Finally, it was time to go back to Bangkok.
For more on Ayuthaya from last year's visit, see our Eastern Thailand page...
It's all about the food, isn't it?
We arrived back in Bangkok around 2 PM, starved. From the hotel, we walked to an unlikely spot for lunch.; underneath the expressway. The hotel is located about 2 blocks from a major elevated expressway and underneath are set up permanent food stalls, each covered in tile and with their own hot burners, sinks and running water. At that time of day, there were very few people around eating, and only about half the stalls were open. But the food looked good and a woman who was standing in front of one of the stalls said, "What you want? You want pork? Noodle? Curry? Omelet? I tell them for you!" I couldn't make up my mind, but my Mother said she'd have some pork and rice and the woman turned to one of the stall owners and ordered for her. I decided on the chicken curry and it appeared in a flash in a form I'd never seen, over noodles with crispy fried flat noodles on top. It was wonderful! The woman then sat down at our table and proceeded to talk to us, asking where we were from, telling us she had a friend who moved to LA and opened a restaurant and warning us against eating from the street carts, " very dirty no clean water!" Then, abruptly, she got up and walked away. I had assumed she was one of the vendors there, but she never came back. When we were finished, we paid (each seller separately, a total of 51 B for lunch for the two of us!) and walked off down the street. Later, we saw the lady again, selling shirts on the sidewalk, only 1/2 a block away and we thanked her for her help. Just another good samaritan, making sure us farangs get some tasty food.March 2, 2000 Day 4-Lost in Space...
After a rest, we decided to walk to dinner at a well known restaurant called Somboon Seafood (169/7-11 Surawong Rd., tel. 233-3104). This place had been recommended by a co-worker's sister who lives in Bangkok and it was also in our guidebook, so we decided to give it a shot and try their most famous dish, crab curry. We found it with no problem, and we pleased to see that even though the place is expensive by local standards, we were the only foreigners there. We were presented with a picture menu filled with photos of the various seafood dishes they offer, and another menu with just the prices. We chose an order of the famous crab curry, an order of the grilled garlic river prawns, steamed rice, and our usual, iced coffee. The crab arrived quickly and was served in the shell, cracked, with a thick and not to spicy curry sauce smothering it. On top was something that I at first thought to be the "crab butter", but later verified that it was egg that was probably whipped and then mixed quickly into the sauce, giving it an interesting, if not somewhat light and lumpy, texture. This was a messy dish, given that the crab was still in the shell, but it sure was tasty.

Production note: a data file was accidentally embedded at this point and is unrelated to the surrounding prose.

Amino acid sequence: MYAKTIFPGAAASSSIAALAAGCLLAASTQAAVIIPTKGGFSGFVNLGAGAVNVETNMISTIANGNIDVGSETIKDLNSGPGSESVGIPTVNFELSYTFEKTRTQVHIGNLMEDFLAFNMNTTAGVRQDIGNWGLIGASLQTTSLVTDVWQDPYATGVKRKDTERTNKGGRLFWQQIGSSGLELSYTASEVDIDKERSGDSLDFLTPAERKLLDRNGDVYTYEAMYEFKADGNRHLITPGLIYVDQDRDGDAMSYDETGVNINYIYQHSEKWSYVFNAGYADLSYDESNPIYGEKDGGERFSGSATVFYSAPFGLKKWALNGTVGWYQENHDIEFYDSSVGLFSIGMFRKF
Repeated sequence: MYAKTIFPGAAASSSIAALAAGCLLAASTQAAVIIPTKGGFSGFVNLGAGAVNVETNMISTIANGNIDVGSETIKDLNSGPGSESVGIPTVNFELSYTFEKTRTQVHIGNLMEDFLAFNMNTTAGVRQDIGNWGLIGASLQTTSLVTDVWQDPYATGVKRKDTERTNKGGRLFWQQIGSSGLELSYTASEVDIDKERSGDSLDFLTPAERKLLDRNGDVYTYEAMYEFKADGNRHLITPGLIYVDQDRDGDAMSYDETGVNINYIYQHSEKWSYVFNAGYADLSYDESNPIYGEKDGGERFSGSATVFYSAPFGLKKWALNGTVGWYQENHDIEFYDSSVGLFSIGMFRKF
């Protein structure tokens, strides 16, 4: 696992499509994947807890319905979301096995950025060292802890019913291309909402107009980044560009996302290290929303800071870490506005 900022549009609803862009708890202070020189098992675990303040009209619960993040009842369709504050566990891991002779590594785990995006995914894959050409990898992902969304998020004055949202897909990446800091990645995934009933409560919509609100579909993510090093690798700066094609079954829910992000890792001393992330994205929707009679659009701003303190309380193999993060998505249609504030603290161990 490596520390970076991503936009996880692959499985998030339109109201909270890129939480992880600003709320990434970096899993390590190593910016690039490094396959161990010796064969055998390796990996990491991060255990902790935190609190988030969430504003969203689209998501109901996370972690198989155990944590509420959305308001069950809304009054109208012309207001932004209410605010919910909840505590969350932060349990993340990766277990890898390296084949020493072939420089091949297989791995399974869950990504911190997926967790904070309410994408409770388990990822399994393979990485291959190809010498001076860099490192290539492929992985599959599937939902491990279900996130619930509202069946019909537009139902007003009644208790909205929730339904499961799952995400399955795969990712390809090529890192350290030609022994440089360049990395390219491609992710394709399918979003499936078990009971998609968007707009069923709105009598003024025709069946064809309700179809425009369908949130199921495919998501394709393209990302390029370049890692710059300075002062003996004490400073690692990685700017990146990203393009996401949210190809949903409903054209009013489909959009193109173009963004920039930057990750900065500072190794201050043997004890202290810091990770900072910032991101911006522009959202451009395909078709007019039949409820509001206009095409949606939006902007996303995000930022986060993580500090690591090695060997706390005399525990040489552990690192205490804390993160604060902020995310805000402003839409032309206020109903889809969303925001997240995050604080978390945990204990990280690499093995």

The prawns arrived, split in half lengthwise, and grilled with garlic. They were also very good, made better with a little of the crab curry sauce. At one point, there were a few pieces of crab left that we could not open, and my mother called over one of the servers at ask for something to crack it with. At first the woman looked confused, but then returned with a plate. Then, it was my Mother's turn to look confused, as she took the plate from the server and tried to use the edge of it to crack the crab! Both of us gasped and stopped her just as she was about to make contact. It was at that point we realized that the plate was to put the crab on, so they could take it back to the kitchen for us and take it out of the shell! Crisis and major cultural faux pas averted. All in all, it was a very good meal, and it turned out to be the most expensive of the trip, ringing in at 670 Baht, or about $18.
As we walked back to the hotel, I finally saw something that I had been waiting to see again since we arrived; someone selling fried bugs. Occasionally when walking down the street, or in a local outdoor market in Thailand there will be people selling fried insects of all sorts. Yes, that's right, crispy critters, creepy crawlies, things that fly and creep in the nights, all cooked up for your eating pleasure. This particular vendor we saw was pushing a cart along the sidewalk, selling large fried crickets, giant fried black beetles, and a couple of different types of small silkworms. I really wanted to try one of the silkworms, but Mom was horrified and I'll just have to settle for the photo this time.
"Ok, here's the plan for today; walk up to see the Golden Buddha at Wat Traimet, get lost trying to find the Boat Pier, take the River boat back down to the new BTS metro rail, take the metro to a great place I know to have Duck soup for lunch, get back on the train and take it over to the MBK shopping center."
Sounds ok, right? Little did we know that my sarcastic comment would ring so true.
We made one major mistake so far and that is not buying a decent street map. We've been using the maps in the back of the Lonely Planet Bangkok guidebook and a couple of horrible freebies we got at the tourist center. Big mistake! Take note; the Lonely Planet maps suck! Distances are out of proportion, places are incorrectly marked, etc.
So we began our day with a long, hot, diesel-exhaust-polluted walk up a major thoroughfare to Wat Traimet. The story behind Wat Traimet is that it contains a 15 foot tall, 5 ton, solid gold, 700 year old, sitting Buddha. Until the 1955 this Buddha was covered in plaster and nobody knew it was solid gold. During a move to a new location, the plaster cracked and they discovered the solid gold buddha inside. Apparently, in 1767, it had been covered with plaster to hide it from the Burmese who sacked and looked many of Thailand's treasures.